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Who we are
The UCS Science Network is an inclusive community of more than 20,000 scientists, engineers, economists, public health specialists, and other experts across the country working to educate the public and inform decisions critical to our health, safety, and environment. The Science Network embraces the full diversity of scientists and their perspectives. Read more about diversity, inclusion, and equity in the Science Network.
Citizen First, Scientist Second
Ariana Tsiattalos is a wetland scientist for the New Jersey Department of Environmental Protection. Her fundamental motivation to become politically involved in advocating for evidence-based action came from her sense of being a citizen first and a scientist second. Meet Ariana, and read more about her evolution in bridging her passion for conservation with science advocacy. Plus you can read the stories of 22 other Science Network members who have brought their expertise to policy makers, the public, and the media. Read more >
Join the Science Network
Become one of the thousands of experts who are helping UCS make a difference!
Who can join?
The UCS Science Network is intended for scientists, engineers, health professionals, and economists with (or working towards) an advanced degree. (Review the eligibility requirements.) If you don’t fall into any of those categories, and you want to help UCS make a difference, we encourage you to join the UCS Action Network.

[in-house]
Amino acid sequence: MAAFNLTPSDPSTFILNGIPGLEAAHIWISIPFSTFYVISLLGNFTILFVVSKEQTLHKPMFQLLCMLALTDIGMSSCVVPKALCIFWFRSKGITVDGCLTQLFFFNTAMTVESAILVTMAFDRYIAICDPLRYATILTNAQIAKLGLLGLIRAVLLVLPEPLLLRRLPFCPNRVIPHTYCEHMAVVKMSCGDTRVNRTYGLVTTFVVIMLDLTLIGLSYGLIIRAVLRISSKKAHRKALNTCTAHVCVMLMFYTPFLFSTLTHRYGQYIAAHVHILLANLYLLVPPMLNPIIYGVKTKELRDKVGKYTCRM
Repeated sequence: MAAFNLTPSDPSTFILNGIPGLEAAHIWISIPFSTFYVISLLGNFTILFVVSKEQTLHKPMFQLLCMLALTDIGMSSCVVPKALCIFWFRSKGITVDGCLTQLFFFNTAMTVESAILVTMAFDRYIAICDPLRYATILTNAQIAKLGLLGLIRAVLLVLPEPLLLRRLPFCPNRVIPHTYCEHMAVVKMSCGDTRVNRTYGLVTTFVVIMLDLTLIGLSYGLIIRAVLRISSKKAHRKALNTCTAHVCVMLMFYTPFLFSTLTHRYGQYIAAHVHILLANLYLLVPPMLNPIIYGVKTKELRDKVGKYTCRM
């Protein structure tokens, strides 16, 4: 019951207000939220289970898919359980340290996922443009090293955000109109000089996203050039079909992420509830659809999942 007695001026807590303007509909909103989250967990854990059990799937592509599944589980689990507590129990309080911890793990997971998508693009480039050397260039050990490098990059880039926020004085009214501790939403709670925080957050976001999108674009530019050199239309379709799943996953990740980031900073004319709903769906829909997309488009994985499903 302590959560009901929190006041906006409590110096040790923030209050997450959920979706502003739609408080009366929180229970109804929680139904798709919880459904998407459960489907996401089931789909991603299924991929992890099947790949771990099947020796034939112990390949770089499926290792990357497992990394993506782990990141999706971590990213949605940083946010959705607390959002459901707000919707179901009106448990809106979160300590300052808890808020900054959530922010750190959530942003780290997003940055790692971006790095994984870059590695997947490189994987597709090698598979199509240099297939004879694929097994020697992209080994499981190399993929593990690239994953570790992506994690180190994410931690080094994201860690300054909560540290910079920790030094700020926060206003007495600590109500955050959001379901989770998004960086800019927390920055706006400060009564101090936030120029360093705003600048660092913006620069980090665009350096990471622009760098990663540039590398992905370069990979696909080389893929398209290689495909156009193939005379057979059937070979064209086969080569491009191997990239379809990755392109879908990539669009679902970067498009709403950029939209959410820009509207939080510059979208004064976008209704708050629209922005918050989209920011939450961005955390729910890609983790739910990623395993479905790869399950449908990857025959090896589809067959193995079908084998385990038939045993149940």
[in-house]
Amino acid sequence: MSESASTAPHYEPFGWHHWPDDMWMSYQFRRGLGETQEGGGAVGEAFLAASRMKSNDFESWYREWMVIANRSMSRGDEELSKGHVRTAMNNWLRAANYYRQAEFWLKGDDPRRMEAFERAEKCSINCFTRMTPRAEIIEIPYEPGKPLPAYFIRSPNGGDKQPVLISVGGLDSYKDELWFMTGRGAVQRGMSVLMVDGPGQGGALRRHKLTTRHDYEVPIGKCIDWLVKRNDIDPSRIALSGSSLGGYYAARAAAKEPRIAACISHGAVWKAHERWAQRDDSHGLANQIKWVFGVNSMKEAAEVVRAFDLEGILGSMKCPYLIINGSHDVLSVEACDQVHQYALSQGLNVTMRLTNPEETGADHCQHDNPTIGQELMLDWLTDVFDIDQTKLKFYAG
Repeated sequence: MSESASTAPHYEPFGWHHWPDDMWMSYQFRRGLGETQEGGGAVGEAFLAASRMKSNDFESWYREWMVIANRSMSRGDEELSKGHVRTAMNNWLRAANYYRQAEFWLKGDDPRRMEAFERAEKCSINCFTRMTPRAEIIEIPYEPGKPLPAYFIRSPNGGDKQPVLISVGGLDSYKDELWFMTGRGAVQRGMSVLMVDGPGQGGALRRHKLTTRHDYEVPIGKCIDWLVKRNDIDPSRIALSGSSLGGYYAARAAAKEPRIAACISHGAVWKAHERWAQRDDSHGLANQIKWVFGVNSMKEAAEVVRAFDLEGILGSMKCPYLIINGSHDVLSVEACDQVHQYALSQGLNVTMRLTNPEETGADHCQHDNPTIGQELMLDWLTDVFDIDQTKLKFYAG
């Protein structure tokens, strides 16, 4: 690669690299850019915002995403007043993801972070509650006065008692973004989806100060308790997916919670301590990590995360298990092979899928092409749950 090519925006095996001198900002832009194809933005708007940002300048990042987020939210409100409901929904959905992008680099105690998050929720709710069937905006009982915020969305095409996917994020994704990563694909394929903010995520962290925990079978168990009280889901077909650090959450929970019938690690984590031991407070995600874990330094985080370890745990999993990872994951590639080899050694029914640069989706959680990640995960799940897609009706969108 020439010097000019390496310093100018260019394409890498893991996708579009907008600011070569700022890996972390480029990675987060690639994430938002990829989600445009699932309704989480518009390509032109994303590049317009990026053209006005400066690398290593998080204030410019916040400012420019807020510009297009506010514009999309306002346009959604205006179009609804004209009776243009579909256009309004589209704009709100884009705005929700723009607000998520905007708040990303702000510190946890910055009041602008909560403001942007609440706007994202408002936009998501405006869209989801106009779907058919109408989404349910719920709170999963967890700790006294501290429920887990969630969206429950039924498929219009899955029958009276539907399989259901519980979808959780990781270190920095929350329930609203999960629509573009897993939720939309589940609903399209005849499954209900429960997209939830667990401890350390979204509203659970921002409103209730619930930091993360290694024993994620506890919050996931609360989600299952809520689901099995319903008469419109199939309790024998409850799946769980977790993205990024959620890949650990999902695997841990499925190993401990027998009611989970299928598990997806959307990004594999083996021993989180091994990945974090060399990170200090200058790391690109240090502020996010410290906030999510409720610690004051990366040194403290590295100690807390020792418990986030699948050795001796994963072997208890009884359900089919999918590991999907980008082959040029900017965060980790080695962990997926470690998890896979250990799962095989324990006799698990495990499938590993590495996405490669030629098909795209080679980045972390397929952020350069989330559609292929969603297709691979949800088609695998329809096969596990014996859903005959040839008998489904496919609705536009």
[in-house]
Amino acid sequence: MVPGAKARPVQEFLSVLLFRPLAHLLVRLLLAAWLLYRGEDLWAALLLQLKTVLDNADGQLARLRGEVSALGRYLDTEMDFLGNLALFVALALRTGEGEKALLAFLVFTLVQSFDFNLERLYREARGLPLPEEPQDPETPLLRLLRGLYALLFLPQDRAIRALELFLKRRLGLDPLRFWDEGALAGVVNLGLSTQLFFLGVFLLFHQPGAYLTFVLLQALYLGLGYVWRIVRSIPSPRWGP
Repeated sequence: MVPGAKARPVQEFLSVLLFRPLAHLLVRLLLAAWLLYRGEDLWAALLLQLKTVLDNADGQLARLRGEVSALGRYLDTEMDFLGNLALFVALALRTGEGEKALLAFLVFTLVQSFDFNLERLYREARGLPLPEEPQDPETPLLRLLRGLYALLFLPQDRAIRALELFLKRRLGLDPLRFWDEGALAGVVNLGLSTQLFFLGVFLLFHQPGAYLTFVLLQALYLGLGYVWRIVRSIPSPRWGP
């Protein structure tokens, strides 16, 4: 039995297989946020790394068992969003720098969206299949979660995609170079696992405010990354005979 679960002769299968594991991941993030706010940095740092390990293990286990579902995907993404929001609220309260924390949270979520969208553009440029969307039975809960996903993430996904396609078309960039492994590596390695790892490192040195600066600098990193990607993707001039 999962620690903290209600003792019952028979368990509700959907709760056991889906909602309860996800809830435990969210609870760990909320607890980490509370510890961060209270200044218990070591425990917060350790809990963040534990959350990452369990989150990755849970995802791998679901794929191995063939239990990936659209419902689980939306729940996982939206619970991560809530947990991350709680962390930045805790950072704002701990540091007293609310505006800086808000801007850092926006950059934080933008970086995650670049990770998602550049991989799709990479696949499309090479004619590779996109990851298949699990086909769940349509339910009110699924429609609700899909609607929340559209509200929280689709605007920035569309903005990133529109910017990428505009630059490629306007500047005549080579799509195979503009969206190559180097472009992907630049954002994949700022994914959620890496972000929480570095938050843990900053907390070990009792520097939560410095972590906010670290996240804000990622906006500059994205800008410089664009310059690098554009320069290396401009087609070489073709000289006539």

Early career scientists
If your scientific career is just beginning, the Science Network offers opportunities to get involved, networking events on science and policy careers, and trainings to build your strength as a science communicator and advocate.
Learn more about opportunities for early career scientists>
Science Network members are using their expertise to make a difference—speaking to the media, delivering testimony, signing on to expert letters to elected officials, conducting research and environmental impact assessments, and serving on federal advisory committees. Here are some recent examples of Science Network members having a positive impact:
Win: Increased Funding for Agroecology
Despite anticipated budget cutbacks, the 2017 budget included a $27.3 million increase in funding for agroecological research. Contributing to this success were five Science Network member agricultural researchers from around the country who flew in to DC to meet with key members of House and Senate appropriations committees. The researchers brought a straightforward message that agricultural research is critically important for healthy food and healthy farms, and that it’s vital to increase our investment in agroecological research for the benefit of farmers, the environment, and rural communities.
Building Momentum During the Science Week of Action